Special Issue "Mercury and Methylmercury Contamination of Terrestrial and Aquatic Ecosystems"
Deadline for manuscript submissions: 31 July 2020.
Interests: biogeochemistry; limnology; soil science; paleoenvironmental reconstructions; mercury and metal(loid)s geochemistry
Interests: Biogeochemistry; limnology; microbiology; ecology
In 2017, 128 countries signed the Minamata Convention on Mercury (Hg) to protect human health and the environment from the adverse effects of mercury. Although Hg is naturally occurring at the global scale, anthropogenic releases of Hg affect its natural biogeochemical cycle. Understanding the pathways and magnitude of Hg contamination in terrestrial and aquatic environment are key factors in understanding the risks for wildlife and humans.
Since the industrial revolution, anthropogenic pressure and Hg contamination have risen, affecting both natural ecosystems (e.g., lake eutrophication, deforestation, mining) and urban areas (wastewaters, atmospheric emissions, industrial discharges). This results in a general increase in Hg levels in all compartments of the ecosystems and particularly in Hg bioaccumulation in trophic chains, mostly as methylmercury (MeHg). However, Hg impact is dependent on a large variety of abiotic and biotic factors with complex interactions among them, which often results in locally specific responses. The identification of sources, pathways, and mechanisms of Hg and MeHg contamination is thus crucial to determine and predict future impacts of this contaminant in the environment and biota.
Papers for this Special Issue may address novel aspects on processes driving Hg sources, key transformations (i.e., methylation/demethylation) and Hg accumulation in terrestrial and aquatic ecosystem compartments at various spatial and temporal scales. Contributions that link source tracking and accumulation in ecosystem compartments using Hg isotopes are greatly encouraged. Studies may focus on local, regional, or global scales and Hg contamination in both the natural (temperate and extreme) and anthropogenic (urban, agricultural, mining) areas.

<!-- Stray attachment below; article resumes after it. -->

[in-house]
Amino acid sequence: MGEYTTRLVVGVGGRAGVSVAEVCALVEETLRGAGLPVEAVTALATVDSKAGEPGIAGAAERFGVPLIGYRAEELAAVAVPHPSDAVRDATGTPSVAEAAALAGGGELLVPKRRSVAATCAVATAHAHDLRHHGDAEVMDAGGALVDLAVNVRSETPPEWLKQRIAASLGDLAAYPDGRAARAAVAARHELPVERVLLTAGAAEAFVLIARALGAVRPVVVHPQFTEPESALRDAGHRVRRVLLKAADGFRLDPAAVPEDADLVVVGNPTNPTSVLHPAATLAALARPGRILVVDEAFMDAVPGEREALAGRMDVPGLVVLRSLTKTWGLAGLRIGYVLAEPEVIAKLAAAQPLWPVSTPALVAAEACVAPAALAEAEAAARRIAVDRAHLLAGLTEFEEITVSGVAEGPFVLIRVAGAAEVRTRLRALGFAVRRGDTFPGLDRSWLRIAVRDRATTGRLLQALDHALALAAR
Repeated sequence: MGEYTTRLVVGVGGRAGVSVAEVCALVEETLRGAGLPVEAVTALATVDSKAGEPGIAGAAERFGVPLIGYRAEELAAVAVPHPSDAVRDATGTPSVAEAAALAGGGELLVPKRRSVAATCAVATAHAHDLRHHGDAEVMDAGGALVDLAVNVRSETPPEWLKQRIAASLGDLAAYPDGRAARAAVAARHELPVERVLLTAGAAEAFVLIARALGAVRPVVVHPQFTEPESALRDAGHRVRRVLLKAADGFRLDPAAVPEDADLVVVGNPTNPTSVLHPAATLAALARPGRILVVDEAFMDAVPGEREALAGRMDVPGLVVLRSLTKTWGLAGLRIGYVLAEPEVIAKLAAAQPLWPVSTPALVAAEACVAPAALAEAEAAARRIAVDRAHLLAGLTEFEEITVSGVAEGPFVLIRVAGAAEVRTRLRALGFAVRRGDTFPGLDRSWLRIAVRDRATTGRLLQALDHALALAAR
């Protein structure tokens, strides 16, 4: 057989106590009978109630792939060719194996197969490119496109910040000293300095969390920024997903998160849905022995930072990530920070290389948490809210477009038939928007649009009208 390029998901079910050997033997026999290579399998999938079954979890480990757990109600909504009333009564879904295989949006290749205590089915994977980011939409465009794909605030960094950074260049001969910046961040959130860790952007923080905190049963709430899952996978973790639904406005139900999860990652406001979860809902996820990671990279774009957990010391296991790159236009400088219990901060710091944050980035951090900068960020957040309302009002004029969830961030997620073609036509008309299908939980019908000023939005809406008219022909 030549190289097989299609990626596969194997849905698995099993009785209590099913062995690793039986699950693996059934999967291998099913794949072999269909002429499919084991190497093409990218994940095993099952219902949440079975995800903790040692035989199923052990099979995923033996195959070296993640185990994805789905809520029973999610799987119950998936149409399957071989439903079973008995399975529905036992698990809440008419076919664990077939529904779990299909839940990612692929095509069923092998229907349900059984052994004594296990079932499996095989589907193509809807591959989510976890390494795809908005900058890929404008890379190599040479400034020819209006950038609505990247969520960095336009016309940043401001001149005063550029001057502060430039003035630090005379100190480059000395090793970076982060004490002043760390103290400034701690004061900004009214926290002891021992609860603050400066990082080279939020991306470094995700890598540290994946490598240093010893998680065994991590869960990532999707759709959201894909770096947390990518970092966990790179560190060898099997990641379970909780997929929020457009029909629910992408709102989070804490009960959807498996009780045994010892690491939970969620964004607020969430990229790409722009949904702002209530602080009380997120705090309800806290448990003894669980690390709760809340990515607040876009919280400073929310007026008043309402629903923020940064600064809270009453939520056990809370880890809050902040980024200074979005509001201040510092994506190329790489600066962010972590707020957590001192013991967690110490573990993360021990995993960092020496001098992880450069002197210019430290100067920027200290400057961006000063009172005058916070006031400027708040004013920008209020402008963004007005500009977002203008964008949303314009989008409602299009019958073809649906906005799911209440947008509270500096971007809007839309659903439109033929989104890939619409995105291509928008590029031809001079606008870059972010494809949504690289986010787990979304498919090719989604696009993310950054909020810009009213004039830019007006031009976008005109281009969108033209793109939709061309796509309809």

Dr. Stéphane Guédron
Dr. Dario Acha
Manuscript Submission Information
Manuscripts should be submitted online at www.mdpi.com by registering and logging in to this website. Once you are registered, click here to go to the submission form. Manuscripts can be submitted until the deadline. All papers will be peer-reviewed. Accepted papers will be published continuously in the journal (as soon as accepted) and will be listed together on the special issue website. Research articles, review articles as well as short communications are invited. For planned papers, a title and short abstract (about 100 words) can be sent to the Editorial Office for announcement on this website.
Submitted manuscripts should not have been published previously, nor be under consideration for publication elsewhere (except conference proceedings papers). All manuscripts are thoroughly refereed through a single-blind peer-review process. A guide for authors and other relevant information for submission of manuscripts is available on the Instructions for Authors page. Applied Sciences is an international peer-reviewed open access semimonthly journal published by MDPI.
Please visit the Instructions for Authors page before submitting a manuscript. The Article Processing Charge (APC) for publication in this open access journal is 1800 CHF (Swiss Francs). Submitted papers should be well formatted and use good English. Authors may use MDPI's English editing service prior to publication or during author revisions.
- isotopes, aquatic and terrestrial ecosystems
- source and process